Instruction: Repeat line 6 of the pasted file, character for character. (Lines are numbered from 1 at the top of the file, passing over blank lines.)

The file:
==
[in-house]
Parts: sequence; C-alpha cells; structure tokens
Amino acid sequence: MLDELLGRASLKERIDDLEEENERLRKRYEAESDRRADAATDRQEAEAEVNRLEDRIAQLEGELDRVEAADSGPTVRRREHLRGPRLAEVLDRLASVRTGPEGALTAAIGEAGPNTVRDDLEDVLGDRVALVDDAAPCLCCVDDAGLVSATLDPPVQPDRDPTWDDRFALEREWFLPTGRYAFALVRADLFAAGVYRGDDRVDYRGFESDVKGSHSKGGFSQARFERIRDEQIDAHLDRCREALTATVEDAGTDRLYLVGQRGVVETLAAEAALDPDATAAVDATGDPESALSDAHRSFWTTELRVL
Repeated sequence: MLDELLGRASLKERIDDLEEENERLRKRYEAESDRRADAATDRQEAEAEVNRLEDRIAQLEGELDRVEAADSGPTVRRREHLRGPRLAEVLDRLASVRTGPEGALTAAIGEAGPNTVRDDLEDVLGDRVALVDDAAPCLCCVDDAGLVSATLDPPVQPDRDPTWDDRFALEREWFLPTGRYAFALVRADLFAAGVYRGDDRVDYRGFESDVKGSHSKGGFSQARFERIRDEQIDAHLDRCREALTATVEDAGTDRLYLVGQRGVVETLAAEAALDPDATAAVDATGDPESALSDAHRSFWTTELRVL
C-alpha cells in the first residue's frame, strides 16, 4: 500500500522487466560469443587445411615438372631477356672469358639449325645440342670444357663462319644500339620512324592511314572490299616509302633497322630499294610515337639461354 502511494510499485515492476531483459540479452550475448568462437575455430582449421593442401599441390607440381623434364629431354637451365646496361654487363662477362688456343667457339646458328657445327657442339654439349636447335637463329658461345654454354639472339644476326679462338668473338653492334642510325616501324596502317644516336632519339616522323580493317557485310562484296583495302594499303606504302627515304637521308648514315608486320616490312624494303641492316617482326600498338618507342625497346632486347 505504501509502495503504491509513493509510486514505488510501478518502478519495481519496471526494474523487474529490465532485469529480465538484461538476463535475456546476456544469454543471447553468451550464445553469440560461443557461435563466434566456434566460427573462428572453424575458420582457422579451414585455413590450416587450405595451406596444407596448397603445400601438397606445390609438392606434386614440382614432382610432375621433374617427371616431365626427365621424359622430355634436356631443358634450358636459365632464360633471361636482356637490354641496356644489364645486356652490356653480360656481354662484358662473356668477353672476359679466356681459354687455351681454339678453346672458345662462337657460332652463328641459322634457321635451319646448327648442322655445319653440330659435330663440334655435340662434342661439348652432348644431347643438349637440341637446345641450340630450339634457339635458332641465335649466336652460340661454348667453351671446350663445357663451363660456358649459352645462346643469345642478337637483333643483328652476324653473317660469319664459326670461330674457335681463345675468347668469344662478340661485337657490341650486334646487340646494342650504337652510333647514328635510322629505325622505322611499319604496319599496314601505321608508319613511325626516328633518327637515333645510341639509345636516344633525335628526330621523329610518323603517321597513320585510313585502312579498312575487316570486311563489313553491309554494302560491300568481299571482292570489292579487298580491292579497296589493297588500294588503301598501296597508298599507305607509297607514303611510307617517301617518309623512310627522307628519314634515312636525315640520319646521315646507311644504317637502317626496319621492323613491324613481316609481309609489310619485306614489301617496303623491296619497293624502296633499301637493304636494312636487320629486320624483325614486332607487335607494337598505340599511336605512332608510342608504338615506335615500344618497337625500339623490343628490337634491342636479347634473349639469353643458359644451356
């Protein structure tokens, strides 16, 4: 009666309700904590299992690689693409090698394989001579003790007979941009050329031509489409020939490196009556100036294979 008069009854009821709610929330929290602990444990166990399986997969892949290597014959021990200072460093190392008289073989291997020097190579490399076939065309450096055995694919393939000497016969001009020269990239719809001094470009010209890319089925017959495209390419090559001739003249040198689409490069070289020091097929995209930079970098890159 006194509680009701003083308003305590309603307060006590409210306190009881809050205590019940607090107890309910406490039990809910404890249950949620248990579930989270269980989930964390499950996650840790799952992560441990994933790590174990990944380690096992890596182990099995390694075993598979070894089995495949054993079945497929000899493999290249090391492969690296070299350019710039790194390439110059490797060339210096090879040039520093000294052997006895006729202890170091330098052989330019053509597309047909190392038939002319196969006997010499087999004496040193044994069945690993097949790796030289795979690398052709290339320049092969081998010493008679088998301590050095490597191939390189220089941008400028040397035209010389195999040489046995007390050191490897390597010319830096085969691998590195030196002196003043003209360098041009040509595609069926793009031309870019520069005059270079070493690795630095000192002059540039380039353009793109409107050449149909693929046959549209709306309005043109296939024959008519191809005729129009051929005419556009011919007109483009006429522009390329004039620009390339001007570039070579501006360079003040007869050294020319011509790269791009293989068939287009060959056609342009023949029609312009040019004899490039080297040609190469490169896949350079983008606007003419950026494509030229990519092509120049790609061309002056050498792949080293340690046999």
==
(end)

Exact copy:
């Protein structure tokens, strides 16, 4: 009666309700904590299992690689693409090698394989001579003790007979941009050329031509489409020939490196009556100036294979 008069009854009821709610929330929290602990444990166990399986997969892949290597014959021990200072460093190392008289073989291997020097190579490399076939065309450096055995694919393939000497016969001009020269990239719809001094470009010209890319089925017959495209390419090559001739003249040198689409490069070289020091097929995209930079970098890159 006194509680009701003083308003305590309603307060006590409210306190009881809050205590019940607090107890309910406490039990809910404890249950949620248990579930989270269980989930964390499950996650840790799952992560441990994933790590174990990944380690096992890596182990099995390694075993598979070894089995495949054993079945497929000899493999290249090391492969690296070299350019710039790194390439110059490797060339210096090879040039520093000294052997006895006729202890170091330098052989330019053509597309047909190392038939002319196969006997010499087999004496040193044994069945690993097949790796030289795979690398052709290339320049092969081998010493008679088998301590050095490597191939390189220089941008400028040397035209010389195999040489046995007390050191490897390597010319830096085969691998590195030196002196003043003209360098041009040509595609069926793009031309870019520069005059270079070493690795630095000192002059540039380039353009793109409107050449149909693929046959549209709306309005043109296939024959008519191809005729129009051929005419556009011919007109483009006429522009390329004039620009390339001007570039070579501006360079003040007869050294020319011509790269791009293989068939287009060959056609342009023949029609312009040019004899490039080297040609190469490169896949350079983008606007003419950026494509030229990519092509120049790609061309002056050498792949080293340690046999």